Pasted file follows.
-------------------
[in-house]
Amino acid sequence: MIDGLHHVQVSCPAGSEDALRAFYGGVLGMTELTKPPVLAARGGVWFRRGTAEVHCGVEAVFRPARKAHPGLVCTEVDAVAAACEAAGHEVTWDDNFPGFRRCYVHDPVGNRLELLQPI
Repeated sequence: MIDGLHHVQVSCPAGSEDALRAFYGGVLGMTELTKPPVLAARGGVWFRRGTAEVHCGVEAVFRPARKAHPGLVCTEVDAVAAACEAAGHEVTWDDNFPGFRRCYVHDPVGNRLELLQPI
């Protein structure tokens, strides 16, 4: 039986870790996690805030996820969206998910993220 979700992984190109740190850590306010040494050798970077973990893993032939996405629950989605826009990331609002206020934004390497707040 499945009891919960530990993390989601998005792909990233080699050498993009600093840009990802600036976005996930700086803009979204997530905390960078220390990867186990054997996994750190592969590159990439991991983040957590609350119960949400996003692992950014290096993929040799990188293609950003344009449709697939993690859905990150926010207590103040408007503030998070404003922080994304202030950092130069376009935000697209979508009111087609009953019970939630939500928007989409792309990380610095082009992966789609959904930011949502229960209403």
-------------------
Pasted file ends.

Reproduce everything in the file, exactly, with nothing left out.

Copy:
[in-house]
Amino acid sequence: MIDGLHHVQVSCPAGSEDALRAFYGGVLGMTELTKPPVLAARGGVWFRRGTAEVHCGVEAVFRPARKAHPGLVCTEVDAVAAACEAAGHEVTWDDNFPGFRRCYVHDPVGNRLELLQPI
Repeated sequence: MIDGLHHVQVSCPAGSEDALRAFYGGVLGMTELTKPPVLAARGGVWFRRGTAEVHCGVEAVFRPARKAHPGLVCTEVDAVAAACEAAGHEVTWDDNFPGFRRCYVHDPVGNRLELLQPI
């Protein structure tokens, strides 16, 4: 039986870790996690805030996820969206998910993220 979700992984190109740190850590306010040494050798970077973990893993032939996405629950989605826009990331609002206020934004390497707040 499945009891919960530990993390989601998005792909990233080699050498993009600093840009990802600036976005996930700086803009979204997530905390960078220390990867186990054997996994750190592969590159990439991991983040957590609350119960949400996003692992950014290096993929040799990188293609950003344009449709697939993690859905990150926010207590103040408007503030998070404003922080994304202030950092130069376009935000697209979508009111087609009953019970939630939500928007989409792309990380610095082009992966789609959904930011949502229960209403």